Why Fandom is Worth It
After reading that last essay, one might get the mistaken impression that Fandom is more trouble than it’s worth. Maybe some fandoms are, but think of what a boring place the world would be if it didn’t have any Fans! How many friends and acquaintances would be able to count as your own if they weren’t Fellow Fans of some music group, some sports team, some video game, some knitting circle, some book club, some hobby horse or other that you didn’t have in common? Fandom is one of the best ways to connect with other people and form lasting communities.
In the era of the Internet, fans have more chances to connect than ever before, albeit on a more superficial level than face-to-face gatherings. One of the things which separates the true Fans from their fair-weather online counterparts is their willingness to meet “in person.” More often than not, internet fans are so scattered around the globe that face-to-face encounters aren’t really a feasible option. This is where the ever-popular Fan-Convention can lure people together under one roof who would normally never encounter each other outside of cyberspace. But more about that later (I promise)…
My Soap Opera Fandom
My dalliance with Soap Opera fandom isn’t something I’m particularly proud of (or even willing to admit publicly). But I do have my excuses:
When I was a sophomore in college, I only had about half an hour between lunch and my first afternoon class. Naturally, I usually spent that half hour sitting in the TV Lounge of the local Student Union building. As it happened, this TV Lounge was always swamped with women watching “Days of Our Lives.” I had no say in the matter, it was just a way to pass the time until my next class. Honest!
But a funny thing happened – much to my own dismay, I got hooked on Days of Our Lives! It all started with a formulaic “murder mystery” plot wherein Jack and Jennifer began to close in on the evidence that would eventually lead them to the “real” killer. There was also a love triangle between Lawrence, Bo, and Carly which struck my fancy, mostly because Lawrence was an intriguing and sympathetically portrayed villain while Carly’s heart really did seem torn between her two suitors (without coming across as ditzy).
But most of the plot lines for the show were beyond dumb! There was a whole season where everything revolved around obtaining some authentic Aztec Codices from an ancient ruin in Central America, but once the villain got his hands on the precious Codices, the whole plot thread fizzled and never cropped up again. Then there was the plot line where Carly was “buried alive” and Vivian spent a whole week taunting her via two-way radio while Carly lay underground, waiting for her prince charming to come for her. And don’t even get me started on the ludicrous evil-twin-back-from-the-dead “Two Romans” plot line! Such piffle would easily have sunk any self respecting Sci-Fi show!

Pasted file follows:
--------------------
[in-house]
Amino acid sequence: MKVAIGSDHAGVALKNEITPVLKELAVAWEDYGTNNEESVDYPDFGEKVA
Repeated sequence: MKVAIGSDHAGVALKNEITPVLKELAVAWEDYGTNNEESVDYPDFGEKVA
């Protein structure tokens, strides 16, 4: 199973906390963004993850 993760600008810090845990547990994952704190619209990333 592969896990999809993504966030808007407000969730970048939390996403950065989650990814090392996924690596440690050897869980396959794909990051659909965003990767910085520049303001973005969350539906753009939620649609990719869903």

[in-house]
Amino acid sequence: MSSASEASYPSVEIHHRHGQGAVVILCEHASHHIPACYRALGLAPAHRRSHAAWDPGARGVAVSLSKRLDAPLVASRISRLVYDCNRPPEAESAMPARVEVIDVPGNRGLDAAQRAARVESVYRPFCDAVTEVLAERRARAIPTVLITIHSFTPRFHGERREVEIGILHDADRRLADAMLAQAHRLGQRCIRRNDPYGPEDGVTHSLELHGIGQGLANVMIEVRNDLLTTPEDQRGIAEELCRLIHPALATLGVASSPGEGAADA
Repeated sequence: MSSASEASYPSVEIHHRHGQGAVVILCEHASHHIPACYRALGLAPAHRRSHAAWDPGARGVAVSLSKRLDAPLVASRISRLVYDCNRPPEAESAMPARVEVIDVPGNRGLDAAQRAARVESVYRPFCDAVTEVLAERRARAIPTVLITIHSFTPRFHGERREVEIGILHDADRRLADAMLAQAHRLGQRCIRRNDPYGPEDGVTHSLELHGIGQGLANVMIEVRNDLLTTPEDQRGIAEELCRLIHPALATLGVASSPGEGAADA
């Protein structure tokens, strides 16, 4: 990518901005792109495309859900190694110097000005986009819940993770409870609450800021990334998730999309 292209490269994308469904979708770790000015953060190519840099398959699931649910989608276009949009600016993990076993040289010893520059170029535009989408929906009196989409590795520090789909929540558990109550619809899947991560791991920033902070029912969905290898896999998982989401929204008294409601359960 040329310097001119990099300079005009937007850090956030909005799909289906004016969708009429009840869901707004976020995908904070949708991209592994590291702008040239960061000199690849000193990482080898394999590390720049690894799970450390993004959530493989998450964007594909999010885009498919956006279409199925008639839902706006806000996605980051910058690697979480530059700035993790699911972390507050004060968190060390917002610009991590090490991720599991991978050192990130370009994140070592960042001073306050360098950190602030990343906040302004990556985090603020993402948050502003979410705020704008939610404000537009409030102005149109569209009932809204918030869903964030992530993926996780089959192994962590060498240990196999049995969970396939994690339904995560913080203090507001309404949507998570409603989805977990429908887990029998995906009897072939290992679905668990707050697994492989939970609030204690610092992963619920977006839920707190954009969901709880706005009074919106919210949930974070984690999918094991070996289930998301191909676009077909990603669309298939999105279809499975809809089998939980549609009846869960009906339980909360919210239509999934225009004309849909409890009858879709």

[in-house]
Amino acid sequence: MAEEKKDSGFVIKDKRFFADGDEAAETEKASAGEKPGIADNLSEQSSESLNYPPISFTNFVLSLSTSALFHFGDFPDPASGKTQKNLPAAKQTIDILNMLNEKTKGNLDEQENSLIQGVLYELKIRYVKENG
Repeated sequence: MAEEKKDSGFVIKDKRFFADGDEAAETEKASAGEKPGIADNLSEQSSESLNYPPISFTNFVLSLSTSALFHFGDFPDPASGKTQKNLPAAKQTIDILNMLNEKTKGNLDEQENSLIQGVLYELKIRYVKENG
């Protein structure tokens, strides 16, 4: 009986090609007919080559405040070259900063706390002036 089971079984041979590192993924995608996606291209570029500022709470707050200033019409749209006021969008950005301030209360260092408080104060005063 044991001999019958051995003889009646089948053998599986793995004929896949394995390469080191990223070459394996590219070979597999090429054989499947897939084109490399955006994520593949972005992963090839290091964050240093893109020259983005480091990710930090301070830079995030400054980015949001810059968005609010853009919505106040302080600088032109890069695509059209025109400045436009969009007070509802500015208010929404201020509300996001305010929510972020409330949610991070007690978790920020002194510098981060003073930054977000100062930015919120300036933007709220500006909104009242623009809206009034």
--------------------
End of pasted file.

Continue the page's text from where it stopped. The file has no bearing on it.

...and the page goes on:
On top of that there were the notoriously low production values, the annoyingly unimaginative lighting schemes and paltry sound effects. A particular highlight was watching Roman (I forget which one) as he handled a metal flashlight in the middle of a snowstorm without any gloves on. But I kept on watching. For TWO WHOLE YEARS I watched, and even went so far as to tape the show during my summer breaks just to keep up to speed.
Why? Why did I torture myself that way? Well, I’m happy to report that managed to learn a couple of things while watching Days of Our Lives:
First, I gained a newfound respect for the people who had to write that sort of tripe, constantly wracking their brains to come up with new twists and turns the audience wouldn’t expect. Half the battle of serialized story telling is to keep the audience guessing what will happen NEXT. As long as you can keep the audience guessing, they’ll keep tuning in, if only to satisfy their curiosity. But you have to deliver on your promises! If you imply that something BIG is about to happen, you had better have something BIG already simmering on the back burner, just waiting to be brought to a boil. Because if you fail to deliver on BIG, you will lose the audience’s trust, and it’s always very difficult to win that trust back once it’s been lost. The writers of “24” understand this. The writers of “Earth: Final Conflict” did not.
Second, I discovered over time that while high production values, plausible story lines, and credible actors are all nice things to have, all you really need to keep people tuning in to your show are a few well rounded CHARACTERS which the audience is willing root for. The main reason I cared about what would happen NEXT on Days of Our Lives is because I was deeply curious as to what impact the next BIG thing would have on the characters I CARED about. Eventually the murder mystery was solved and the actor who played Jack left the show, hence I lost interest in Jack and Jennifer's story line. Carly and Lawrence eventually left the show as well (Carly finally made up her mind!), hence I was FINALLY able to lay my Soap Opera Fandom to rest! Once the characters I CARED about most left the show, I was able to “let go” and move on with my life.